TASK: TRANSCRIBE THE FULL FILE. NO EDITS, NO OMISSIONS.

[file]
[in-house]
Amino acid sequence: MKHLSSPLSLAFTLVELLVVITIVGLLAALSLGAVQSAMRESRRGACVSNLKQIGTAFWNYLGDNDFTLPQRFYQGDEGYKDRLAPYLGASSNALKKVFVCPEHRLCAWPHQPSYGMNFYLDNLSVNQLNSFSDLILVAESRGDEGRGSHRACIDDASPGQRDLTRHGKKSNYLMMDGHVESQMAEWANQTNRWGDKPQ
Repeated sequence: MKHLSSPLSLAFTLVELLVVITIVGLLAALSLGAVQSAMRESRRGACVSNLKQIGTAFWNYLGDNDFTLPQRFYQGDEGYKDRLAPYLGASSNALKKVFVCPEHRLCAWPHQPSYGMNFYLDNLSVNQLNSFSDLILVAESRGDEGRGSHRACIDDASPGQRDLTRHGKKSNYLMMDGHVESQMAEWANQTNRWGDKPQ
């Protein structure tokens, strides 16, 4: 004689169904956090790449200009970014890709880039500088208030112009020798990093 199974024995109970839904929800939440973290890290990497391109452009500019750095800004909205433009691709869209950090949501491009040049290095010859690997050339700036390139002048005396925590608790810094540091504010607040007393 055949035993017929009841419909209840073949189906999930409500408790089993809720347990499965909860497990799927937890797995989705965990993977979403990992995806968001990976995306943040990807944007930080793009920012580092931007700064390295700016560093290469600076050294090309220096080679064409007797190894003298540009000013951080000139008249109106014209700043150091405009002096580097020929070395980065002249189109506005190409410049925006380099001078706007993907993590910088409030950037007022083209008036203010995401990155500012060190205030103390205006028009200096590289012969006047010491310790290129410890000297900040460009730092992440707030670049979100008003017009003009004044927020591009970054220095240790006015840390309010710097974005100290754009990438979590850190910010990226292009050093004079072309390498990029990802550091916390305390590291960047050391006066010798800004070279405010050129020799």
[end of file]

[in-house]
Amino acid sequence: MKHLSSPLSLAFTLVELLVVITIVGLLAALSLGAVQSAMRESRRGACVSNLKQIGTAFWNYLGDNDFTLPQRFYQGDEGYKDRLAPYLGASSNALKKVFVCPEHRLCAWPHQPSYGMNFYLDNLSVNQLNSFSDLILVAESRGDEGRGSHRACIDDASPGQRDLTRHGKKSNYLMMDGHVESQMAEWANQTNRWGDKPQ
Repeated sequence: MKHLSSPLSLAFTLVELLVVITIVGLLAALSLGAVQSAMRESRRGACVSNLKQIGTAFWNYLGDNDFTLPQRFYQGDEGYKDRLAPYLGASSNALKKVFVCPEHRLCAWPHQPSYGMNFYLDNLSVNQLNSFSDLILVAESRGDEGRGSHRACIDDASPGQRDLTRHGKKSNYLMMDGHVESQMAEWANQTNRWGDKPQ
């Protein structure tokens, strides 16, 4: 004689169904956090790449200009970014890709880039500088208030112009020798990093 199974024995109970839904929800939440973290890290990497391109452009500019750095800004909205433009691709869209950090949501491009040049290095010859690997050339700036390139002048005396925590608790810094540091504010607040007393 055949035993017929009841419909209840073949189906999930409500408790089993809720347990499965909860497990799927937890797995989705965990993977979403990992995806968001990976995306943040990807944007930080793009920012580092931007700064390295700016560093290469600076050294090309220096080679064409007797190894003298540009000013951080000139008249109106014209700043150091405009002096580097020929070395980065002249189109506005190409410049925006380099001078706007993907993590910088409030950037007022083209008036203010995401990155500012060190205030103390205006028009200096590289012969006047010491310790290129410890000297900040460009730092992440707030670049979100008003017009003009004044927020591009970054220095240790006015840390309010710097974005100290754009990438979590850190910010990226292009050093004079072309390498990029990802550091916390305390590291960047050391006066010798800004070279405010050129020799």